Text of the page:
Report: EN+ hires Rothschild to sell down Oleg Deripaska’s stake
MOSCOW, Jun 4 (PRIME) -- Oleg Deripaska’s sanctions-hit energy-to-aluminum group EN+ has hired investment bank Rothschild to sell off part of the Russian oligarch’s controlling stake, as the company races to meet an August 5 deadline to win a reprieve from the U.S. Treasury, the Financial Times reported Monday citing sources familiar with the matter.
U.S. sanctions imposed on Mr Deripaska in April cut him and his entire business empire off from the global banking and commodity trading system, pitching EN+ and his aluminum producer RUSAL into crisis.
Since then the companies have scrambled to distance themselves from the oligarch in an effort to convince Treasury officials to grant them a waiver that would allow them to continue doing business.
Under a plan led by Greg Barker, EN+’s independent chairman, the company has hired the Franco-British investment bank to assist with finding new investors that would reduce Mr Deripaska’s stake in the company from 66% to below 50%, people with knowledge of the decision told the Financial Times.
EN+ has also hired New York-based recruitment agency Russell Reynolds to help find new independent directors for the company, the people said.
News of Rothschild and Russell Reynolds’ appointments comes three days after the U.S. Office of Foreign Assets Control, which oversees sanctions policy, granted EN+ a two-month extension of a deadline banning trading in the company, to August 5.
Lord Barker said last week that Mr Deripaska’s departure last month from the boards of EN+ and RUSAL was “just the start of the sweeping changes to come.”
Any potential share transaction or hiring of new directors would only be taken if EN+ is given a commitment by the U.S. Treasury that the actions would result in sanctions being lifted.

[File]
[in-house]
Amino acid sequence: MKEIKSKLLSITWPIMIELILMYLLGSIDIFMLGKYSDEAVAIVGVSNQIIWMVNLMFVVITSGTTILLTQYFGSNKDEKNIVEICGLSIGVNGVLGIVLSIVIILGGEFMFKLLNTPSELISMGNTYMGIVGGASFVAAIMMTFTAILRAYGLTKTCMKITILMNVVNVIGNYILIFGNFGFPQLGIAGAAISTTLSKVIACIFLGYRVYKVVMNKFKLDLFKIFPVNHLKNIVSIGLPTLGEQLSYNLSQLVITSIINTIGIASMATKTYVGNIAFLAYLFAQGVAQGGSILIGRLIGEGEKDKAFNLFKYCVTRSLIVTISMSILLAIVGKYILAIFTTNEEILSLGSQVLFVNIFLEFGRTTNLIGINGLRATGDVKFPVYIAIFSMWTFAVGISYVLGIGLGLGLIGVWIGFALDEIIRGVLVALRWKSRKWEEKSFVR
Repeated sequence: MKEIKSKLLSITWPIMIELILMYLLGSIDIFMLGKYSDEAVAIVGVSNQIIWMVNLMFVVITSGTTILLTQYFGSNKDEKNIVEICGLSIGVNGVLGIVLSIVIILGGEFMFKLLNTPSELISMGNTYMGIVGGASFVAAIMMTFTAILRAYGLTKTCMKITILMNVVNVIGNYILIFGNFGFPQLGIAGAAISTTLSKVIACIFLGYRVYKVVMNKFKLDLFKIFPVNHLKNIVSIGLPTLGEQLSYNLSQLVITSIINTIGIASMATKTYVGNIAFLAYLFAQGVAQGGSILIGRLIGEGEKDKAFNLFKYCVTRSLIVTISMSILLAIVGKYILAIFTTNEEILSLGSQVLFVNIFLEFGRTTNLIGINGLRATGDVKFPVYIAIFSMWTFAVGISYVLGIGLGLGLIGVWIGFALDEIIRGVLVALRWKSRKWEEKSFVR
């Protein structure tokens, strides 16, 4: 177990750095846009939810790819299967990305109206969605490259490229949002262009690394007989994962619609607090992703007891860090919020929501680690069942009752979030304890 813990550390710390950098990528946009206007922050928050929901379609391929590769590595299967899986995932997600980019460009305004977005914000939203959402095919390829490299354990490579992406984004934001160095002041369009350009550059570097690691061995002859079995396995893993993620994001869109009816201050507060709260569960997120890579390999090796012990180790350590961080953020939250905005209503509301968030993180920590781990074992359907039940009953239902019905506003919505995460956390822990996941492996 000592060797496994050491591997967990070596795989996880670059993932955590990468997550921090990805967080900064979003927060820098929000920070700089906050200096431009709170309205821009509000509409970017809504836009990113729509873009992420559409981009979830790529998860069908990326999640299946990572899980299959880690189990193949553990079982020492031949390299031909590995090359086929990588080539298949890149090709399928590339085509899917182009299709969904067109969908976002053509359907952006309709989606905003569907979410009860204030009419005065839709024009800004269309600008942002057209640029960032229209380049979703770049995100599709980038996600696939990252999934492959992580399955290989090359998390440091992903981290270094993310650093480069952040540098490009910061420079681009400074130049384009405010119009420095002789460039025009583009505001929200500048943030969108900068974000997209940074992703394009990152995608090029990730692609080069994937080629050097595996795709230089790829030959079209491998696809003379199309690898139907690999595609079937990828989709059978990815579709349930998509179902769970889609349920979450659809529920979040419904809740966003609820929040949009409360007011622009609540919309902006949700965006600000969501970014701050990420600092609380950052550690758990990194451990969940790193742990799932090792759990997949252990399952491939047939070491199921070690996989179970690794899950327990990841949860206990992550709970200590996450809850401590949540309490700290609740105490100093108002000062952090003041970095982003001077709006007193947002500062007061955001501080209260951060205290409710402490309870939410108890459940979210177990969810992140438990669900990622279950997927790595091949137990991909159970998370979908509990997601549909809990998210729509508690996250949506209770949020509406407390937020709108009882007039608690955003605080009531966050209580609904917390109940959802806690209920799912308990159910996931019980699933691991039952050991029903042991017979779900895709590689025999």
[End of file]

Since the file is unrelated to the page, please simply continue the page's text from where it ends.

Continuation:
EN+ declined to comment. Rothschild and Russell Reynolds did not immediately respond to requests for comment.
The U.S. Treasury has already granted EN+, RUSAL and Mr Deripaska’s automotive company GAZ Group two extensions to the initial May 5 deadline for trading in the companies, giving them more time to find new owners that would end the oligarch’s control.
The U.S. government has indicated that it would remove the sanctions on Mr Deripaska’s businesses if he gave up control, following frantic shuttle diplomacy between London, Washington and Moscow by Lord Barker, a former U.K. energy minister and member of the country’s upper house of parliament.
Lord Barker was appointed chairman in October ahead of the company’s listing in London a month later, where it raised 1 billion pounds from City investors. British MPs last month called for the U.K. to close “the gaps in the sanctions regime” that allowed the listing, and criticized law firm Linklaters for assisting with the flotation.
EN+ owns 48% of RUSAL, and Mr Deripaska has already agreed to rip up a shareholders agreement that gives him control of the aluminum producer. Last month saw a mass resignation of RUSAL directors with any links to the oligarch.
Washington imposed sanctions on Mr Deripaska and six other oligarchs in response to the Russian government’s “malign activity”, sending shockwaves through the country’s economy and global markets.
RUSAL is the world’s largest aluminum producer outside of China and an integral part of the metal’s global supply chain. The sanctions have spooked commodity traders and sparked calls for a softening of the measures from major E.U. governments.